Incidentally, the software disc also contains CharacterEyes Limited, a somewhat cut-down but still quite useful Windows OCR package which doesn't actually have anything at all to do with the QuickLink scanner. If you've got a flatbed scanner, though, or document image files - faxes, for instance - CharacterEyes can text-ify them.
Even cheap scanning and fax modem hardware comes with OCR software these days, but CharacterEyes is a more featureful package, and a nice bonus.
The software CD also contains a demo movie, which I originally bypassed, on the grounds that it'd probably just be some geeky person pointing at buttons.
I went back to look at the movie later.
I was dumbfounded.
It's a seven minute, twenty second, hard-boiled detective spoof.
Private eye "Stan Stade" takes the viewer through correct operation of the QuickLink Pen, as slowly and inefficiently as you'd expect from someone who is for no discernible reason pretending to be Humphrey Bogart.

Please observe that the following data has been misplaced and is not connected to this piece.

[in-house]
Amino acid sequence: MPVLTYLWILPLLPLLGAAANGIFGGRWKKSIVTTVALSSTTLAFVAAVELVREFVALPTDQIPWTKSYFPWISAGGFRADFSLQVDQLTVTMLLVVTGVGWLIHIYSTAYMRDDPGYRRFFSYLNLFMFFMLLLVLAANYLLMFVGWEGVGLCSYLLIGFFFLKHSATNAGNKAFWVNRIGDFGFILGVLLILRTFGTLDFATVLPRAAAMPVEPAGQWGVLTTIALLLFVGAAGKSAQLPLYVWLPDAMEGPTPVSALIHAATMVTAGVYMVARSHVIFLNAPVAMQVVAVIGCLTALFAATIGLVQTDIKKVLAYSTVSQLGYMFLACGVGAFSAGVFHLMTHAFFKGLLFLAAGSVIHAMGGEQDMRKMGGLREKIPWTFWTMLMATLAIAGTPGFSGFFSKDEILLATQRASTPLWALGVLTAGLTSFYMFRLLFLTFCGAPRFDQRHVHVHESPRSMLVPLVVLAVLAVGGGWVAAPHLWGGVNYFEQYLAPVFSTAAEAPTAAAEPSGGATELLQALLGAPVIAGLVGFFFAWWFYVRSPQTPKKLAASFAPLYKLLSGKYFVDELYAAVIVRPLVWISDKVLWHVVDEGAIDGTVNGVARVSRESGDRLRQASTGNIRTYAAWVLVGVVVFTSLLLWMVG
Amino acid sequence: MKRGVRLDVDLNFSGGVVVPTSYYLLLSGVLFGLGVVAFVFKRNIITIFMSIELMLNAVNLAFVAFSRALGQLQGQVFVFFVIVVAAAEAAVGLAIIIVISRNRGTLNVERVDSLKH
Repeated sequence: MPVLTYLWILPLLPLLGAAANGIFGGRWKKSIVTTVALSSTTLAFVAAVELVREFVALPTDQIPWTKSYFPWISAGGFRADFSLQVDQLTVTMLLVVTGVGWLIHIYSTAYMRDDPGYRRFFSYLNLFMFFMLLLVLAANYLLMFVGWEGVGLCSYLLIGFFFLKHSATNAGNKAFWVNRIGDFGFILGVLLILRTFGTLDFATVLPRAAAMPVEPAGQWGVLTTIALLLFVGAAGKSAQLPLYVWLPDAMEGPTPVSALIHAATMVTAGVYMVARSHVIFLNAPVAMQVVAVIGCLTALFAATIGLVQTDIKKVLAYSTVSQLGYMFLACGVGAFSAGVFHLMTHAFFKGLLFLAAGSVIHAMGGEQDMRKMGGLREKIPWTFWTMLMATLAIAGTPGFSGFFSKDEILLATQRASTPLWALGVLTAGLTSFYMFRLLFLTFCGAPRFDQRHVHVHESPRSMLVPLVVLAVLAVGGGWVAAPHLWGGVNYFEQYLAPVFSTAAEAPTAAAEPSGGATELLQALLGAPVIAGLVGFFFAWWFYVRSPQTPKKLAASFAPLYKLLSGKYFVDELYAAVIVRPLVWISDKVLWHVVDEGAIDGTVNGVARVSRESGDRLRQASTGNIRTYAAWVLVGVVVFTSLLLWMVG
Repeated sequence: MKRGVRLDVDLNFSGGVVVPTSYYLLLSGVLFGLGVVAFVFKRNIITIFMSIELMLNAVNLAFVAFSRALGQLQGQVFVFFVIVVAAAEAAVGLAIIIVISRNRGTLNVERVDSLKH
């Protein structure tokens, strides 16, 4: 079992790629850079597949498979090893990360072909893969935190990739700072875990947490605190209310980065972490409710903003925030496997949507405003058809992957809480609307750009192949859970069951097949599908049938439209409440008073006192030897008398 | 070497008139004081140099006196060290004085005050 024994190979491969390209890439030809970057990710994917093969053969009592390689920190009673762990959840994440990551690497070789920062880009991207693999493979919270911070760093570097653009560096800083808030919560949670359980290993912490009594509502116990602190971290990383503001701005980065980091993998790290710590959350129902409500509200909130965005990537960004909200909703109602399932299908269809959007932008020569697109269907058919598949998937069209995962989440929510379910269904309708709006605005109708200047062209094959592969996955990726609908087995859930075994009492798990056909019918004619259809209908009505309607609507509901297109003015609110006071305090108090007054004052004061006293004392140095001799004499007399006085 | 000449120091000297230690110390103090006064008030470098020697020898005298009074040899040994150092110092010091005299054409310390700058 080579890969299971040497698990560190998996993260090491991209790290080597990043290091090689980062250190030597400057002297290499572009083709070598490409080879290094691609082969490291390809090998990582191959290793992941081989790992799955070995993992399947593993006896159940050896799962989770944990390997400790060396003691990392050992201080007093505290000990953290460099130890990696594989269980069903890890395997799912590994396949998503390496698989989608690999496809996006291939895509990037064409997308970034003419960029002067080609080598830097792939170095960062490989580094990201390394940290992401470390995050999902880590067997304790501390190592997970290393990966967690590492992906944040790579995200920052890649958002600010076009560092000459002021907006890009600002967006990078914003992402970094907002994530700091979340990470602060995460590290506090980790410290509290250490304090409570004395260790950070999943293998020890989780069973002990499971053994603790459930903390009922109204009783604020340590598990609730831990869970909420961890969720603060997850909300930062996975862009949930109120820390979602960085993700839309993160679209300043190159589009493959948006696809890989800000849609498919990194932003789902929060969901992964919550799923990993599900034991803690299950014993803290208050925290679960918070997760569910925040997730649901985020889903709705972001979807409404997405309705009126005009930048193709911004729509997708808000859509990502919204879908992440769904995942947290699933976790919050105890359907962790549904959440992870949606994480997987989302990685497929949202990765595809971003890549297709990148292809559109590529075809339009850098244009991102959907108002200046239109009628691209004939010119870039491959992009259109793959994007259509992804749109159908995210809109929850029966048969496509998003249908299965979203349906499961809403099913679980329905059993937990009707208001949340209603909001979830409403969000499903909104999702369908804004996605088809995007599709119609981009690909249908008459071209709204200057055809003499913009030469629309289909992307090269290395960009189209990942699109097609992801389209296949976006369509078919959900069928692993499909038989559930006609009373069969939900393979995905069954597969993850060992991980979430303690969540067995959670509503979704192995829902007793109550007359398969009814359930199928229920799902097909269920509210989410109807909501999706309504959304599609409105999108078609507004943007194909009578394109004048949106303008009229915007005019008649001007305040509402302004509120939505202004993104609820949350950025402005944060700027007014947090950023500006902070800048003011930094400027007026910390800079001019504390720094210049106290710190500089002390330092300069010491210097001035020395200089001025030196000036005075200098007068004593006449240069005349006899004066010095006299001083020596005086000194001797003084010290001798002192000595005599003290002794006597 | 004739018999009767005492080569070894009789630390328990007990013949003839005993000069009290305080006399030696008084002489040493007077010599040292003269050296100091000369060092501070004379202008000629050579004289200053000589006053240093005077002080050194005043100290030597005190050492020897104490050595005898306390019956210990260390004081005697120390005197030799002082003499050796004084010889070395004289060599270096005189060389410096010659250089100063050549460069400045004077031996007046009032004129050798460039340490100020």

The movie gives the general impression that the viewer has stumbled into the sort of dream Raymond Chandler would have had if he sniffed ether while reading a William Gibson book.
I feel safe in saying that it's not like anything I've previously experienced.
Bear in mind that I would say the same about having boiling buttermilk squirted into my ears.
The QuickLink user interface is, unavoidably, rather clunky; the little screen can only display one major menu item or two minor ones at a time, and you only get four arrow buttons, "ENT" and "ESC" to work with. So getting to the mode you want is like looking up a number on a mobile phone. But the scan process itself is painless enough.
If you're just grabbing a block of text, you use the QuickLink in its standard Note mode, where scanned text is added, line by line, to a single file in the scanner. The thing's got 4Mb of flash memory (which doesn't go blank when the batteries go flat), but only about 1.8Mb of it's free once you've installed all of the latest software. 1.8 megabytes of text, though, is a lot of text. The whole of "Moby Dick" comes to about 1.1 megabytes, for comparison.
If a scanned line doesn't come out properly you just hit the ENT button to erase it and try again. It feels cumbersome at first, but with very little practice it's easy to scan text in with the QuickLink about as fast as a skilled copy-taker could type it.